This stance, as its name suggests, is very strong in the forward direction for both attacking and defending techniques.
The feet are about as wide apart as your own shoulders, and a long step forward in length. The front foot should be basically straight, with just a slight inward turn. The rear foot should be as straight forward as the flexibility of the ankle allows, but certainly not exceeding a 45 degree angle.
the front knee should be pressed forward until it is over the front toe, but just slightly to the inside of the front toe if observed from above. The rear leg should be very slightly bent. The hips will be either at a 45 degree angle (hanmi), or will be straight forward (irimi). The weight should be distributed with 70 percent on the front leg and 30 percent on the rear leg.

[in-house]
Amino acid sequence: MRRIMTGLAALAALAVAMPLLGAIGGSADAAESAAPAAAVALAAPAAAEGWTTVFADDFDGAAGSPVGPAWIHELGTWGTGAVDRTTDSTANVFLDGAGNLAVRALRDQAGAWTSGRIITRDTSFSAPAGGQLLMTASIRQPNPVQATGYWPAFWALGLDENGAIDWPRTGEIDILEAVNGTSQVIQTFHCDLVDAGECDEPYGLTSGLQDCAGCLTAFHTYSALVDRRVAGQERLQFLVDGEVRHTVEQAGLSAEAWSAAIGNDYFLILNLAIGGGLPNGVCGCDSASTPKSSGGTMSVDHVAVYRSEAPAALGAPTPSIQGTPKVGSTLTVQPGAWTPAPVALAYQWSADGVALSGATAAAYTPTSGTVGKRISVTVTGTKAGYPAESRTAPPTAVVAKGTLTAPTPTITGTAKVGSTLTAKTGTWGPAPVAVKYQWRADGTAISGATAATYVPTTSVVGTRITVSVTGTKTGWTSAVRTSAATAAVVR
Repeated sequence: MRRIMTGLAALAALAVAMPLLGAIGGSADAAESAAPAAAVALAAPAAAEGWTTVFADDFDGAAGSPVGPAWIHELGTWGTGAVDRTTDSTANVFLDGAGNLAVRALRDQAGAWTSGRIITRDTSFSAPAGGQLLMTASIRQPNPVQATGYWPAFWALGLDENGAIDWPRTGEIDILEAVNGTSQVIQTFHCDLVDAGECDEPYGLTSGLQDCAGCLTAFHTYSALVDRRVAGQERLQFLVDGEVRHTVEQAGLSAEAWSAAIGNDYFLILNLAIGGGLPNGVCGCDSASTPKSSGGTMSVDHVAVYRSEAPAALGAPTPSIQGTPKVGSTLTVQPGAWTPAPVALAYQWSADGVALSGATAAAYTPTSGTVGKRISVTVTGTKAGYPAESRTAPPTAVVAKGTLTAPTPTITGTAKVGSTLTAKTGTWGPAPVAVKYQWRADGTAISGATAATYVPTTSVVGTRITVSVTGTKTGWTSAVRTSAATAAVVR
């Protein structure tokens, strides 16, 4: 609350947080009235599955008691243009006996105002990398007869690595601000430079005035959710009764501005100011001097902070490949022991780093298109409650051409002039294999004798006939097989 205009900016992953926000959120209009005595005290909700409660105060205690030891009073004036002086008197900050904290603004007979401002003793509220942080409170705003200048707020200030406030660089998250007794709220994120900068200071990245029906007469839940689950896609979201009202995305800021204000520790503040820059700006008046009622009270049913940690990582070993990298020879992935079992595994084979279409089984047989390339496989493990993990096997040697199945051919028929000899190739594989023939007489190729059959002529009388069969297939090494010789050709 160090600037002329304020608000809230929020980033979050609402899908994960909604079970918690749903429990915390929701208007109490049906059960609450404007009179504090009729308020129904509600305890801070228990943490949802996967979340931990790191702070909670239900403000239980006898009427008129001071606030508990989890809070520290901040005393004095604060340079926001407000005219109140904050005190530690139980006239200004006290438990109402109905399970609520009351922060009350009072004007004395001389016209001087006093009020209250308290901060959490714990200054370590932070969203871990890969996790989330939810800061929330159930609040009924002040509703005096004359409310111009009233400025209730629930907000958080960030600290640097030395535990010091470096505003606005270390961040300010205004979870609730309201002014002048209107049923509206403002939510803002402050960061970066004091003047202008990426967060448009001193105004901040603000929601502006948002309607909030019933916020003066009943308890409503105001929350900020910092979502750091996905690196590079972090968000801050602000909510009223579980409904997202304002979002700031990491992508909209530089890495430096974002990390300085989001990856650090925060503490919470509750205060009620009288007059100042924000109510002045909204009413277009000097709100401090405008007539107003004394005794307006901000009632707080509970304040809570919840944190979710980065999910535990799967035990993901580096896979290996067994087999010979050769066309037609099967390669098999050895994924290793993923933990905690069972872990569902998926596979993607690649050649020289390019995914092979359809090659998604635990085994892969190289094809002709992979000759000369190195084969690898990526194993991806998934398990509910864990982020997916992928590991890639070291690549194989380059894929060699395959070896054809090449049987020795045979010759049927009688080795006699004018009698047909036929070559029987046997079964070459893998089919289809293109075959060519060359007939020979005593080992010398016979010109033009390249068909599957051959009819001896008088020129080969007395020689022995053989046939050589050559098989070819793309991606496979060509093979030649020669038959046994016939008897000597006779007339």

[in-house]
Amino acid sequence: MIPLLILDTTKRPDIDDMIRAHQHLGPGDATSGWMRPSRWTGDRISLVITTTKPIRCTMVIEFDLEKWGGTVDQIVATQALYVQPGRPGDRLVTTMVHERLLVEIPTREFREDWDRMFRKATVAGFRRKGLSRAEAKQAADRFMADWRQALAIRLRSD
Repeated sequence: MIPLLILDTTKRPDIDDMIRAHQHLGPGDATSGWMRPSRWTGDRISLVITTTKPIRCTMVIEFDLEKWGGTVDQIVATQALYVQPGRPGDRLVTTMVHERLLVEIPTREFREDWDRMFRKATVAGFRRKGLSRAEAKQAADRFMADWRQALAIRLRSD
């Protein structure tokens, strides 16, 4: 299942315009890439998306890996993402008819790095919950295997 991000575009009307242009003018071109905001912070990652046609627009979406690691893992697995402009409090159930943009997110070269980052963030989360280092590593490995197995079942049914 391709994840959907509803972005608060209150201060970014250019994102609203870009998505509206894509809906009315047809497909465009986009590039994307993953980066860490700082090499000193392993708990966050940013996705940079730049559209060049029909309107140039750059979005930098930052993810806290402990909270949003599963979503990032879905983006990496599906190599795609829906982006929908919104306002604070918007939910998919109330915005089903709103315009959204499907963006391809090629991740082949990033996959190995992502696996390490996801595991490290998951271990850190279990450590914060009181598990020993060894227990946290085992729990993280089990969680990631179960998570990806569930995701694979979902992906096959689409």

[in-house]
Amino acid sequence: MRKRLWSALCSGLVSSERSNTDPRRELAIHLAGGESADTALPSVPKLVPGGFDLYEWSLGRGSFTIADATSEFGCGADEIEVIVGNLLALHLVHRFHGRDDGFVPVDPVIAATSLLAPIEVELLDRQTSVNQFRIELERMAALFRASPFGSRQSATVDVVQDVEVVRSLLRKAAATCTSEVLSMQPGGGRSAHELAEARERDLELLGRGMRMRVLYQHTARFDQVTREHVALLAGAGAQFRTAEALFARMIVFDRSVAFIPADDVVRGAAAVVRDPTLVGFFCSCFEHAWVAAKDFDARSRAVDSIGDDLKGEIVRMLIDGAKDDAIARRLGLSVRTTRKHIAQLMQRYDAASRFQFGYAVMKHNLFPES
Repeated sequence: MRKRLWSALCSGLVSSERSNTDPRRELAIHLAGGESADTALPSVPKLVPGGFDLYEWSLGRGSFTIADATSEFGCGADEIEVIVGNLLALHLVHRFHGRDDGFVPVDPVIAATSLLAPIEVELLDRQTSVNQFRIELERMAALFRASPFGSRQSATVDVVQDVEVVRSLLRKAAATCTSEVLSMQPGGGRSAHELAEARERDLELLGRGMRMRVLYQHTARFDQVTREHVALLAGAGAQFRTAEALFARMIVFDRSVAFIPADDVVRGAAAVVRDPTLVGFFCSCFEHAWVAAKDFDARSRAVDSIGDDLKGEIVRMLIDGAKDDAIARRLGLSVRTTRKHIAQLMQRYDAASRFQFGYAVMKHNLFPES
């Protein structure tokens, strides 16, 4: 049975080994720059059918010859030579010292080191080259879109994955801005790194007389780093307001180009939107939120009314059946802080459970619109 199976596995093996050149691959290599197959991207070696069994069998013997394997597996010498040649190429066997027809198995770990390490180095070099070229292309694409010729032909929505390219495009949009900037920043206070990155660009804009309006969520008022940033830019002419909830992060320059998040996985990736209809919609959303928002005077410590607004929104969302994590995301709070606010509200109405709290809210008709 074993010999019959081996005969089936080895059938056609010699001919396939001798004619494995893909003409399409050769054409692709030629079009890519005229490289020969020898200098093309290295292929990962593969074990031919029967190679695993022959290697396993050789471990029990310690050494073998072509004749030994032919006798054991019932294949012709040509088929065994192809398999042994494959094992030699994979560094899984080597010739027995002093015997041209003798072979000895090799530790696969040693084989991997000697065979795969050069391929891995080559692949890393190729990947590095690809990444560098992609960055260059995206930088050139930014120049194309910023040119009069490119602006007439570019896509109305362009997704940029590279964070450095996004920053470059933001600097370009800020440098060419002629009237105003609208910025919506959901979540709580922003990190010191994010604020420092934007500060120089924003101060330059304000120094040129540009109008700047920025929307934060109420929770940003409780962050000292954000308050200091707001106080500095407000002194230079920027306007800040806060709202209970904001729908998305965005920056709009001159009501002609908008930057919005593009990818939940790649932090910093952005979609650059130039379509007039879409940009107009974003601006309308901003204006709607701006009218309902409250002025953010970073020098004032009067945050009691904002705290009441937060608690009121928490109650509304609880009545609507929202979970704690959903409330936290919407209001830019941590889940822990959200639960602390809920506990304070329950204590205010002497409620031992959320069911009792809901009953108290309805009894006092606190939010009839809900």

The back is straight, the abs are tensed slightly, and the hips are pressed forward and rotated upwards.
The shoulders will either be squared forward or at a 45 degree angle, depending upon the technique being done. The head is held level and vertical.